General Maintenance and Safety Precautions
Refer to the battery manufacturer for detailed service instructions. Below are general recommendations for maintenance and safety precautions. For vented nickel-cadmium cells, the general maintenance requirements are:
Electrolyte spillage can form grounding paths. White moss around vent cap seals is potassium carbonate (K2CO3). Clean up these surfaces with distilled water and dry. While handling the caustic potassium hydroxide electrolyte, wear safety goggles to protect the eyes. The technician should also wear plastic gloves and an apron to protect skin and clothes. In case of spillage on hands or clothes, neutralize the alkali immediately with vinegar or dilute boric acid solution (one pound per gallon of water); then rinse with clear water.
During overcharging conditions, explosive mixtures of hydrogen and oxygen develop in nickel-cadmium cells. When this occurs, the cell relief valves vent these gases to the atmosphere, creating a potentially explosive hazard. Additionally, room ventilation should be such as to prevent a hydrogen build up in closed spaces from exceeding one percent by volume. Explosions can occur at concentrations above four percent by volume in air.
Sealed Lead Acid Batteries
In many applications, sealed lead acid (SLA) batteries are gaining in use over the Ni-Cad batteries. One leading characteristic of Ni-Cad batteries is that they perform well in low voltage, full-discharge, high cycle applications. However, they do not perform as well in extended standby applications, such as auxiliary or as emergency battery packs used to power inertial reference units or stand-by equipment (attitude gyro).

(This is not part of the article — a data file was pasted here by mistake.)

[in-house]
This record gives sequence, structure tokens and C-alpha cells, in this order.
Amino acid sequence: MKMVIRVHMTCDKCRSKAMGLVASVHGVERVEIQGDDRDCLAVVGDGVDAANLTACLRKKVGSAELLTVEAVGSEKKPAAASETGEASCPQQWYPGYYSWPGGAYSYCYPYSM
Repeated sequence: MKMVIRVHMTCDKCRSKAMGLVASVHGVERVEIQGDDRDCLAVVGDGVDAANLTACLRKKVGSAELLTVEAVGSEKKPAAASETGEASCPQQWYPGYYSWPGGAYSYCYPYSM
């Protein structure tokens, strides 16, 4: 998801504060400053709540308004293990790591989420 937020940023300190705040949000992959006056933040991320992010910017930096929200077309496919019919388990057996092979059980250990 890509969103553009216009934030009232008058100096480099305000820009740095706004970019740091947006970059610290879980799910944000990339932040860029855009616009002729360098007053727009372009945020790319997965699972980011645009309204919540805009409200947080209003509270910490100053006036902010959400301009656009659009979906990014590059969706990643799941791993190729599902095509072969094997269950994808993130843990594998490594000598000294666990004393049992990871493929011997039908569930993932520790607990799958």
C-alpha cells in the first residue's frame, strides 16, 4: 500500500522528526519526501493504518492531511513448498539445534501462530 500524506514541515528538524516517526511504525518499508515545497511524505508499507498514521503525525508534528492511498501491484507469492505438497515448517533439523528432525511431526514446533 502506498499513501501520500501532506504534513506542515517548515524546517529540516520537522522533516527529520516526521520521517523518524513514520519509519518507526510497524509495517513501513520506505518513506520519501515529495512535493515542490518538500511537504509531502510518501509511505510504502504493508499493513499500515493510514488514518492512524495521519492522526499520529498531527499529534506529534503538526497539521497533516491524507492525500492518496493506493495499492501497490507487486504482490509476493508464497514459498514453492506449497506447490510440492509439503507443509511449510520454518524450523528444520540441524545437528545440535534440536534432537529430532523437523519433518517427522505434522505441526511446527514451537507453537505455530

It is typical during the servicing of a Ni-Cad battery to match as many as twenty individual cells in order to prevent unbalance and thus cell reversal during end of discharge. When a Ni-Cad does reverse, very high pressure and heat can result. The result is often pressure seal rupture, and in the worst case, a cell explosion. With SLA batteries, cell matching is inherent in each battery. Ni-Cads also have an undesirable characteristic caused by constant overcharge and infrequent discharges, as in standby applications. It is technically known as “voltage depression" and commonly but erroneously called “memory effect." This characteristic is only detectable when a full discharge is attempted. Thus, it is possible to believe a full charge exists, while in fact it does not. SLA batteries do not have this characteristic voltage depression (memory) phenomenon, and therefore do not require scheduled deep cycle maintenance as do Ni-Cads.
The Ni-Cad emergency battery pack requires relatively complicated test equipment due to the complex characteristics of the Ni-Cad. Sealed lead acid batteries do not have these temperamental characteristics and therefore it is not necessary to purchase special battery maintenance equipment. Some manufactures of SLA batteries have included in the battery packs a means by which the battery can be tested while still installed on the aircraft. Ni-Cads must have a scheduled energy test performed on the bench due to the inability to measure their energy level on the aircraft, and because of their notable “memory" shortcoming.
The SLA battery can be designed to alert the technician if a battery is failing. Furthermore, it may be possible to test the failure detection circuits by activating a Built in Test (BITE) button. This practice significantly reduces FAA paperwork and maintenance workload.
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